Working remotely is something the entire world is rushing to get used to right now, but for some, it's already that way.
Lots of companies and developers have found success working virtually, carrying countless projects from start to finish from the comfort of their own homes.
Boomzap is one of those companies, and creative director Chris Natsuume joined PGC Digital this morning to discuss working remotely, how to make it work and what really matters when you're managing a project entirely online.
Natsuume has been making games for 25 years and working remotely for 15 of those years, and had tons of insight to offer on building a functioning and successful virtual studio.
Refining the process
Natsuume's first point was that making the switch from brick and mortar studio to remote studio means that your process has to be redefined. The things that may have worked in one building may no longer work if the surroundings change.
"As you go through this process of change, stop trying to replicate your old ways of working," Natsuume said.
"Reinvent the way that you work and focus on actual tasks that need to get done. Ask yourself if meetings or socialising needs to happen or whether that was just part of an old working environment."
When working remotely, a team of people is split into two dimensions, according to Natsuume. One of those is space; everybody on the team is now working in different surroundings and it pays to be aware of that. The second is time, because similarly, teams could be working on different timezones and personal schedules.
"Everybody doesn't have to work at the same time," Natsuume added.
"Instead of forcing everyone to be online at the same time for arbitrary reasons, just create something that everyone can see at different times when they're able to."
As you go through this process of change, stop trying to replicate your old ways of working.Chris Natsuume
Natsuume highlighted three main points for productive documentation. They need to be collaborative, concise and current. There's a huge value in making sure everyone can easily access the information they need, and ensuring that it's always easy to follow and up to date.
This way, team members can avoid what Natsuume called "the water cooler conversation". In a physical building, some members of the team may start chatting about features or updates in a small group and then that information is not passed on to the full team in a valuable way. Natsuume explained that having everyone communicate publicly means everyone stays on the same page.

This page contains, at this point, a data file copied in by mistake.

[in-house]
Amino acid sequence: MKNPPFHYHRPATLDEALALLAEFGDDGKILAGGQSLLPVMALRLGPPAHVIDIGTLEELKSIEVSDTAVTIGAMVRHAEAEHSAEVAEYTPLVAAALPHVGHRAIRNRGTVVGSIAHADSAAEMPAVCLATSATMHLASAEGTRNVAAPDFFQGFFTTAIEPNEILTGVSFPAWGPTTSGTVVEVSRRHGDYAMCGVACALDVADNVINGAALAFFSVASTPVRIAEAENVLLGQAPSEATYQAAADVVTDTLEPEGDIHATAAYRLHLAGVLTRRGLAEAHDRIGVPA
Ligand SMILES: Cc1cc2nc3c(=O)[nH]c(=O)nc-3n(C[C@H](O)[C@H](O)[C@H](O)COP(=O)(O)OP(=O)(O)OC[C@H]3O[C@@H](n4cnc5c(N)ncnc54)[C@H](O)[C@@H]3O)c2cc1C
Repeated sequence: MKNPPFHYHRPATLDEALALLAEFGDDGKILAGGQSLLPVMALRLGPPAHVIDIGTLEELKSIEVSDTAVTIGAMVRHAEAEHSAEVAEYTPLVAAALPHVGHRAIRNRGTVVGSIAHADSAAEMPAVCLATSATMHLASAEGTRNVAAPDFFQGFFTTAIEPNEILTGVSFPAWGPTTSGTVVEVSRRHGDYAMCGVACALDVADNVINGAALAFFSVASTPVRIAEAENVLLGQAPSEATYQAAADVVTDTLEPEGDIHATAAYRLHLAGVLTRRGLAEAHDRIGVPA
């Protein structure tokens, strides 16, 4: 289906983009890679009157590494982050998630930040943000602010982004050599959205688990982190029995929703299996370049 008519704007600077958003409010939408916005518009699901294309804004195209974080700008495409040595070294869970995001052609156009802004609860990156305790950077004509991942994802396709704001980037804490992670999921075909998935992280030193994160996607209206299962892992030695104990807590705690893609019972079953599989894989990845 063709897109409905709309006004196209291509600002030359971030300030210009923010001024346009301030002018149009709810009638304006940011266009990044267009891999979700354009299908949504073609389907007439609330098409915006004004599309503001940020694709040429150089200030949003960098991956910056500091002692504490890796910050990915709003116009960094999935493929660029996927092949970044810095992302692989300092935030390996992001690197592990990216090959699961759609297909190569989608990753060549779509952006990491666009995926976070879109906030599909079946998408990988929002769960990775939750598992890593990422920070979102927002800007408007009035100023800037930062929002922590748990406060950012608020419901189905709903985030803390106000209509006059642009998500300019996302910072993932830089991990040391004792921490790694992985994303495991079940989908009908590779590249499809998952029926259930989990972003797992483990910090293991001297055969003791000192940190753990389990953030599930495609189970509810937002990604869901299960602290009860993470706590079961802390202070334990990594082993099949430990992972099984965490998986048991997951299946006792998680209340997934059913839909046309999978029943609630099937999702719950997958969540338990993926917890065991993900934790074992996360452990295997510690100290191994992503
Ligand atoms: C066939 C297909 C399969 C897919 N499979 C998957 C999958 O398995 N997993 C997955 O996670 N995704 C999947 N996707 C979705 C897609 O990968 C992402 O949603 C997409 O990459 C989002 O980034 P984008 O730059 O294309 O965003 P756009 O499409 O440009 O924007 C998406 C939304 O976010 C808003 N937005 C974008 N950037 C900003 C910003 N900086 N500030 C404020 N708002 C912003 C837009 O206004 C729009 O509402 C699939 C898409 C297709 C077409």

"Everybody on my team communicates on Slack in the appropriate channels, publicly," he said.
"It's about making sure everybody gets a piece of information regardless of when they see it."
Develop a rhythm
To conclude, Natsuume discussed the importance of establishing a rhythm for a studio or team. This doesn't necessarily mean replicating the same working hours or structure, but focusing on how information is communicated.
"We have a daily build every single day, everyone knows where it is and what time it happens," Natsuume explained.
"We also all have daily tasks, so when you start work, you set out to everyone what's going on and what you'll be doing so everyone is aware."
Natsuume also mentions core hours, not for working, but to make sure that there's a significant portion of the day where all team members are contactable.
"Core hours are 10 - 5. They're not set working hours, but hours that I can expect to reach someone. I don't care if you're sat at your desk or sat at the dentist, but those are the hours that people need to be reachable.
"As long as you're getting your daily or weekly tasks finished at some point during the day or week, and reporting the progress back, that's what matters.
"If everyone is following these steps, then everything else comes together."